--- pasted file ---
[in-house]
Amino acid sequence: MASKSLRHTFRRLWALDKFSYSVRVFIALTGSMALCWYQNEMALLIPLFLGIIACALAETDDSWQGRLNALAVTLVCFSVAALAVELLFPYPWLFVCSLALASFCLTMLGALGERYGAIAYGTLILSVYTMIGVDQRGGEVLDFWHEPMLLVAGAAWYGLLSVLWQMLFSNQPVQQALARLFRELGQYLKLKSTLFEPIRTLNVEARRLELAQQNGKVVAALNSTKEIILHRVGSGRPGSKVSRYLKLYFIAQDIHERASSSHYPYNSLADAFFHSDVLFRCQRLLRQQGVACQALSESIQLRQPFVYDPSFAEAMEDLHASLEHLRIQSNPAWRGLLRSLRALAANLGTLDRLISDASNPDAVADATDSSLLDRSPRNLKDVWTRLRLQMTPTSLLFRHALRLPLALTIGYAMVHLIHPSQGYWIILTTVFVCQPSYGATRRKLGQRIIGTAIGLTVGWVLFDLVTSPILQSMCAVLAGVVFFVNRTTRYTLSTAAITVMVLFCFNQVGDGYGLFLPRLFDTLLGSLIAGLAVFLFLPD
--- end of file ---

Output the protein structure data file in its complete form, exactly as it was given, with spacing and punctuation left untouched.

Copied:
[in-house]
Amino acid sequence: MASKSLRHTFRRLWALDKFSYSVRVFIALTGSMALCWYQNEMALLIPLFLGIIACALAETDDSWQGRLNALAVTLVCFSVAALAVELLFPYPWLFVCSLALASFCLTMLGALGERYGAIAYGTLILSVYTMIGVDQRGGEVLDFWHEPMLLVAGAAWYGLLSVLWQMLFSNQPVQQALARLFRELGQYLKLKSTLFEPIRTLNVEARRLELAQQNGKVVAALNSTKEIILHRVGSGRPGSKVSRYLKLYFIAQDIHERASSSHYPYNSLADAFFHSDVLFRCQRLLRQQGVACQALSESIQLRQPFVYDPSFAEAMEDLHASLEHLRIQSNPAWRGLLRSLRALAANLGTLDRLISDASNPDAVADATDSSLLDRSPRNLKDVWTRLRLQMTPTSLLFRHALRLPLALTIGYAMVHLIHPSQGYWIILTTVFVCQPSYGATRRKLGQRIIGTAIGLTVGWVLFDLVTSPILQSMCAVLAGVVFFVNRTTRYTLSTAAITVMVLFCFNQVGDGYGLFLPRLFDTLLGSLIAGLAVFLFLPD